While sitting on the front steps of a very modest home in the small Cajun community of Church Point in Louisiana, Nolan Lavergne talked to his son about the happiness and hardships of growing up on a tenant farm in rural St. Landry Parish. His son was a rookie high school American History teacher who asked a seemingly simple question: "Who was your grandfather?" The father did not know.
"Well, Daddy, I'm going to find out for you," said the son.
Thus began a fourteen-year-long project culminating in Lives of Quiet Desperation, a look at the ancestry of Gary M. Lavergne, a Louisianian of French descent. In addition to a substantial genealogy with over 1,200 names, Lavergne includes a series of concise essays placing generations in historical context. Special treatment is given to the forces that helped to determine the migrations of various groups of French-speaking people, and the pioneers who helped to build new worlds in Canada and French Louisiana. Particular emphasis is placed upon defining and describing the differences between Cajuns, Creoles, and other Louisiana French cultures.
The vast majority of the ancestors were simple, poor, tenant farmers with large cohesive families. the uncommon were pioneers of note. they all faced considerable odds and led lives of quiet desperation.
THE RICHARDS OF ILE ST. JEAN: Acadians Move to Louisiana
From Lives of Quiet Desperation by Gary M. Lavergne
Sometime around the year 1650, Michel Richard, a native of France, arrived in Acadia. He most likely arrived in Port Royal, a maritime center on the shores of the Bay of Fundy. Acadia, now known as Nova Scotia, was a maritime province of New France. The Acadians were peaceful people, normally engaged in fishing and agricultural pursuits. He is purported to have been born in the 1630s, but that is more likely an estimate which presumes him to be in his twenties at the time of his marriage to Madeline Blanchard in 1656, in Port Royal. Madeline was the daughter of Jean Blanchard and Rodigorde(?) Lambert. She was most likely a second generation Acadian. The Michel Richards were much like other Acadian families--large. They were to raise 10 children; Michel would later marry Jeanne Babin (Antoine and Marie Mercier) in 1682, and father two more children. For almost the next century the Richard family would grow exponentially. Michel's son, Martin, would marry Marguerite Bourg (Francois and Marguerite Boudrot) of Beaubassin and father 9 children.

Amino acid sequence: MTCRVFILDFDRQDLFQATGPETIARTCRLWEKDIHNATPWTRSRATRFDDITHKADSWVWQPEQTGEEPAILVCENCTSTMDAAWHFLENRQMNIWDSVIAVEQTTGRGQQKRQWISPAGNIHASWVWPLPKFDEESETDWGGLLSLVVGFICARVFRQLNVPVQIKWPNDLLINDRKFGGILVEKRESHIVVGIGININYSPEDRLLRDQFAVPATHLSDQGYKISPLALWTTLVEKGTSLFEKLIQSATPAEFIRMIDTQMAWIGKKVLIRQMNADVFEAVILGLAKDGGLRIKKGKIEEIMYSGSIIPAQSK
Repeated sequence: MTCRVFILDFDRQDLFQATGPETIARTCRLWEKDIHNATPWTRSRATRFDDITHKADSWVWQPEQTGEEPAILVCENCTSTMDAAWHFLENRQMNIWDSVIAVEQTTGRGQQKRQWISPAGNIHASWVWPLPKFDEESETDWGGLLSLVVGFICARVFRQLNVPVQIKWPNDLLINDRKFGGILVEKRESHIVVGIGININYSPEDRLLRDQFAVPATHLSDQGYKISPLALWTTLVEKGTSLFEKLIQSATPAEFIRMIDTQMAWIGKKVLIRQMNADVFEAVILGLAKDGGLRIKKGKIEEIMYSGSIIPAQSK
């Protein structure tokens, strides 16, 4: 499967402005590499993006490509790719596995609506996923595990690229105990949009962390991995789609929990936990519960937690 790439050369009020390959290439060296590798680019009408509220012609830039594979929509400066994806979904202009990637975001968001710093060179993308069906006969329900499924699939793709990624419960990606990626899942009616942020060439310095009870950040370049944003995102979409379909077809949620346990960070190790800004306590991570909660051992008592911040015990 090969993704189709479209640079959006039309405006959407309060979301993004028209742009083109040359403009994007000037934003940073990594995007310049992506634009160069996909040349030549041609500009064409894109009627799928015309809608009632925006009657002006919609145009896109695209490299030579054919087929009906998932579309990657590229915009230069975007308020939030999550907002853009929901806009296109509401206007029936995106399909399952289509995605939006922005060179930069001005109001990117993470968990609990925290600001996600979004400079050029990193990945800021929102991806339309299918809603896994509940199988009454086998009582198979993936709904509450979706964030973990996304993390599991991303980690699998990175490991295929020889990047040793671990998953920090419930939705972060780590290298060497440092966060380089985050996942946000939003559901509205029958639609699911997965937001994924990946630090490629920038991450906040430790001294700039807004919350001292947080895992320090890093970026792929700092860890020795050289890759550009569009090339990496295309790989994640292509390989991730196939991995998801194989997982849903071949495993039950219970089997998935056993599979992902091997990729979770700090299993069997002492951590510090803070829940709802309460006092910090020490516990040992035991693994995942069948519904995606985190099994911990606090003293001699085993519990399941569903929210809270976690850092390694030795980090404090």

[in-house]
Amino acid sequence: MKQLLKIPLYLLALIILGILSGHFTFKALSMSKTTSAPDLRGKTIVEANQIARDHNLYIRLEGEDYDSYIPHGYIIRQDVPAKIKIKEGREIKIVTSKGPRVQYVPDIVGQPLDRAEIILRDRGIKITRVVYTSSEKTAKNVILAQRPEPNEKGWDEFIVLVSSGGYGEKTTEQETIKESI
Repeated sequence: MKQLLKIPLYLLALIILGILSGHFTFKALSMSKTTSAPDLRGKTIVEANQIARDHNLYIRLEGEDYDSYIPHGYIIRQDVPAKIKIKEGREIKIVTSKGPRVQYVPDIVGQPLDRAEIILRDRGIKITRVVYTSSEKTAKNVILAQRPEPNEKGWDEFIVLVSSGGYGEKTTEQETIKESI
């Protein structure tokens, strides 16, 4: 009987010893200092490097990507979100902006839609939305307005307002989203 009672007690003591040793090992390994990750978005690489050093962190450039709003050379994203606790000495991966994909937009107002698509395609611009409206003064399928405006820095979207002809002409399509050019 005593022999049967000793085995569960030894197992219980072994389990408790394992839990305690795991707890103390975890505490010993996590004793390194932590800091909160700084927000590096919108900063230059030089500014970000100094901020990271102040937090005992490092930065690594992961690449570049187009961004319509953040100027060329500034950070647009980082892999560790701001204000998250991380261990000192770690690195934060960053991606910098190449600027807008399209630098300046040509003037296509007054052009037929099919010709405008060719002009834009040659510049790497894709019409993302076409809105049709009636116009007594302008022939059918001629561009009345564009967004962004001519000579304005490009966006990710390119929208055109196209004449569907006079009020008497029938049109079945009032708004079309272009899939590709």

The Martin Richards would live in Beaubassin, a settlement that no longer exists but was located on the present-day border of Nova Scotia and New Brunswick on the northern shore of the Bay of Fundy. Martin Richard's second son, Alexander would later marry Madeline Thibodeaux in 1721, and they would raise 10 children.
Sometime in the 1740s, however, the Alexander Richards would move from Beaubassin to Malpeque, on the island of St. Jean (Prince Edward Island). Alexander Richard and Madeline Thibodeaux's second son Pierre would marry Marguerite Dugas in 1752, just a few years before the Grand Derangement.
The Grand Derangement, or the expulsion of the Acadians from Nova Scotia by the British, must have been an insufferable experience for Pierre Richard and Marguerite Dugas. Their first son Fabien, was born shortly after 1752, and was most likely the last Richard of this lineage born in Acadia. There is no record of the births of their next six children, suggesting that these events occurred during their refugee status or in remote areas not readily served by the Catholic clerics of the time. Whatever the case, the Pierre Richards appear in the Pointe Coupee area of Louisiana and later in and around Opelousas and Church Point.
Fabien Richard was to marry Francoise Thibodeaux (Pierre and Francoise Sonnier) on 10 January 1779. The event was recorded in the St. Martinville Catholic Church; it is evident that by this time the Richards were securely settled in Louisiana.
For the Richards the Acadian tradition of large families continued. Fabien Richard and Francoise Thibodeaux would have 12 children. The tradition of insularity would continue as well; each of those children to marry would marry other Louisiana French.
The Richard experience is clearly a good example of the Cajun tradition itself, and the Cajun tradition is a good example of the theme of quiet desperation. Michel Richard arrived in the New World in the 1650s to find an area considered strategic and invaluable to both British and the French imperial ambitions. Struggles and wars ensued. One hundred years later, Pierre Richard would see the British win the struggle. He would be banished from his home, only to be relocated, ultimately, in Louisiana.
The Richard family now flourishes in Louisiana, as well as other parts of the North America. The family was so large at the time of the Grand Derangement that it was inevitable for Richards to have been scattered. North Dakota, for example has a number of Richards, one of whom is Frank J. Richard, an engineer and historian by avocation. He is the author of a history of the Richard Family. There are Richards in Canada, near Montreal, and still others in France, whose ancestors were deported from Acadia during the Grand Derangement. It is quite likely that they are, like those before them, very hardy yet simple people. Wherever they are, or whatever they are doing, they are assuredly Cajun.